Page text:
Oil futures settled lower Wednesday for the first time in six sessions, after hitting their highest point in three months earlier in the day as a wave of both bullish and bearish news buffeted the market.
Prices were down early in the day on concerns about euro-zone financial stability, before rising strongly on the back of a bullish U.S. government report on oil inventories. The market was then pulled lower again throughout the afternoon, in tandem with falling equity markets and a rising dollar as macro concerns about Europe's listing finances re-asserted themselves.
For at least a day, the drop brought a pause to a month-long, 28% rally that added nearly $21 to the price of a barrel of oil, as anticipation of a tightening domestic supply picture has outstripped concerns over Europe's sovereign debt crisis.
Light, sweet crude for December delivery ended the day down $1.06, or 1.1%, at $95.74 a barrel on the New York Mercantile Exchange. Brent crude on the ICE Futures Europe exchange settled down $2.69, or 2.3%, at $112.31 a barrel.
Crude was bolstered throughout the day by news that would ordinarily send bullish signals to the market, including the possibility of tightened supplies and higher prices in the event of Iran sanctions over its nuclear ambitions, the brief shutdown of the Keystone pipeline, one of the biggest oil suppliers to the U.S., and a key metric in the U.S. Energy Information Report showing inventories for the main U.S. petroleum products were at a 4-year low.
But all of that was overshadowed by the disintegrating picture in Europe, where Italian Prime Minister Silvio Berlusconi pledged to resign as yields on the country's 10-year bond topped out at 7.4%, well above the psychologically important 7% level where Greece, Ireland and Portugal have been forced to seek outside help in the past. Meanwhile, Greek leaders also disagreed over who would lead the country's interim government.
As a result, U.S. equity markets slid, with the Dow Jones Industrial Average off 434 points during the session low, and the dollar rose 1.7% against a basket of other currencies on the ICE Dollar Index. Oil usually trades in tandem with stocks and conversely to the dollar, as a rising greenback makes crude more expensive for traders using other currencies.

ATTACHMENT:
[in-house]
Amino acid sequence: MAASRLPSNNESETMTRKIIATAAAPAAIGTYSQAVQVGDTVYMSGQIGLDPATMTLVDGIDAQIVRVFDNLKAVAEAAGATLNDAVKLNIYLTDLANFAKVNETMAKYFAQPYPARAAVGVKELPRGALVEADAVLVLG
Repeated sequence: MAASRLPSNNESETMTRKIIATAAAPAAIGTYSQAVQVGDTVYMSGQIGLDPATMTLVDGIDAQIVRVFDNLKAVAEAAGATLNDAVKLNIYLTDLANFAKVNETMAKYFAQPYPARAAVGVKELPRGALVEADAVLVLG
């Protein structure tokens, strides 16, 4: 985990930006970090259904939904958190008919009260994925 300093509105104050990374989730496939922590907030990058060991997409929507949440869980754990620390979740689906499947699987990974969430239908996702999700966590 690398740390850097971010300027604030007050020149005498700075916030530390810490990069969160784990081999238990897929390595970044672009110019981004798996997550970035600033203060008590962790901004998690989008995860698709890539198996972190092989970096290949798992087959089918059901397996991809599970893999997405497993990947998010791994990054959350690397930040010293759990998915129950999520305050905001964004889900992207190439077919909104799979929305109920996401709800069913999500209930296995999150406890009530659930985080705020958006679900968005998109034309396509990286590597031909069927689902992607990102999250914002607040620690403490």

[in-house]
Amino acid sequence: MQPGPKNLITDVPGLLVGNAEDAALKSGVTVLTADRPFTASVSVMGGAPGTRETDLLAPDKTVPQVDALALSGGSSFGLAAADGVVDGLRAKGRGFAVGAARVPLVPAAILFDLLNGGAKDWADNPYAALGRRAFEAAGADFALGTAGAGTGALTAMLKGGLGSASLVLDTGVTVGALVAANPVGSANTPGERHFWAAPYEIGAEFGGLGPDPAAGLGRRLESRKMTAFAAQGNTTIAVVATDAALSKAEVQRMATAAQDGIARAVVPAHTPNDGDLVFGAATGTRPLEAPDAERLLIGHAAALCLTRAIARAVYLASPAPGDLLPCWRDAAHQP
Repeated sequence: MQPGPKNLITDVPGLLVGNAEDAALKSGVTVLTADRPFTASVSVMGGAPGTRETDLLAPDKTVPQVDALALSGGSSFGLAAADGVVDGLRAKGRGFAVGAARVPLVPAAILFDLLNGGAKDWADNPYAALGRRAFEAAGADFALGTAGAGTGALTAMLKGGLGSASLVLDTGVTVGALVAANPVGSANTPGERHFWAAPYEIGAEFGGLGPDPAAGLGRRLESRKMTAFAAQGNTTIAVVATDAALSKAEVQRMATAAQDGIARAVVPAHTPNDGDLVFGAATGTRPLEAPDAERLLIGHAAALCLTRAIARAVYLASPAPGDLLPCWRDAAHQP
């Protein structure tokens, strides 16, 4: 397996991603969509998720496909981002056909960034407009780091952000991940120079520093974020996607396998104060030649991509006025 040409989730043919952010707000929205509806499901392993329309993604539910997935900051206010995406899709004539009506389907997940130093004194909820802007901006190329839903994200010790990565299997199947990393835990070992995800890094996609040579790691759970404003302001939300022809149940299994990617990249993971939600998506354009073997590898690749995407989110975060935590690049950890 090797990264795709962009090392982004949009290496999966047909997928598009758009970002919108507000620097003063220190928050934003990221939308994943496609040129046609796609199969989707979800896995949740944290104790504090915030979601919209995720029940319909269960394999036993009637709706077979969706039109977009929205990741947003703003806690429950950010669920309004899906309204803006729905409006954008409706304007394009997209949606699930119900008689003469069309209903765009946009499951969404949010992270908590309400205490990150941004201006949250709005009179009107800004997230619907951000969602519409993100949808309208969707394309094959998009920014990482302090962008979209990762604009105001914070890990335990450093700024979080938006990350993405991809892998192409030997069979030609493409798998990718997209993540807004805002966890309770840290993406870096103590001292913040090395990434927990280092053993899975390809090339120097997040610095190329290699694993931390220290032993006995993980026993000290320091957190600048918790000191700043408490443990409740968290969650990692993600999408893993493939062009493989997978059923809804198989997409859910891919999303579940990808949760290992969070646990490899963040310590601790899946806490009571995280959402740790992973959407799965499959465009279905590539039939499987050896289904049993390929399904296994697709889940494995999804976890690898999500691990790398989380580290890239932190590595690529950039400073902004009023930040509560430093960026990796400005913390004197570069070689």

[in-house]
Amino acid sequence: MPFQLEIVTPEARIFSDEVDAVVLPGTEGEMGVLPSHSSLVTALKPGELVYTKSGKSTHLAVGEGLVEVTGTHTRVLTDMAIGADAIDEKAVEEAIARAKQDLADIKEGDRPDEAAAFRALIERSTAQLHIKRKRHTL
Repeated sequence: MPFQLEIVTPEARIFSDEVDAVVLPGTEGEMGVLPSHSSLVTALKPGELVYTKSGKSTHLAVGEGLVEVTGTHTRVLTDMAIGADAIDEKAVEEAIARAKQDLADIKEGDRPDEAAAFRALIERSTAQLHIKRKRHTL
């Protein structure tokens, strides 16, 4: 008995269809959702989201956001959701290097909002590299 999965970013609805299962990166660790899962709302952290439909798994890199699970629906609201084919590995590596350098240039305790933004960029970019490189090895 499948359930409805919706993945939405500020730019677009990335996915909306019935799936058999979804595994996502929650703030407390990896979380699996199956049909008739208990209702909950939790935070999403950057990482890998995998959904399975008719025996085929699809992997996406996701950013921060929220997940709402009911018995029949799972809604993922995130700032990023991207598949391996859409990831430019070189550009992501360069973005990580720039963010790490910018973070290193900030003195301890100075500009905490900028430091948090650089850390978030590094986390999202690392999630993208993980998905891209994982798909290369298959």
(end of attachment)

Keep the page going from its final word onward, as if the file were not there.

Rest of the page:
"Really what it boils down to is, if the economy in Europe collapses, demand will go down and the price of crude oil will go lower," said Mark Waggoner, president of brokerage Excel Futures. "These markets are all sort-of working together."
The U.S. government's weekly oil inventory report found that crude stocks dropped by 1.4 million barrels, while the consensus estimate of analysts surveyed by Dow Jones Newswires was inventory growth of 700,000 barrels. Motor gasoline stocks dropped 2.1 million barrels compared with an expected gain of 200,000 barrels, distillates dropped 6 million barrels compared with an expected drop of 2.1 million barrels, and refinery run rates dropped 2.7 percentage points, to 82.6%.
Front-month December reformulated gasoline blendstock, or RBOB, finished down 6.22 cents, or 2.3%, at $2.6442 a gallon. December heating oil settled down 1.75 cents, or 0.6%, at $3.0986 a gallon.
Copyright (c) 2012 Dow Jones & Company, Inc.
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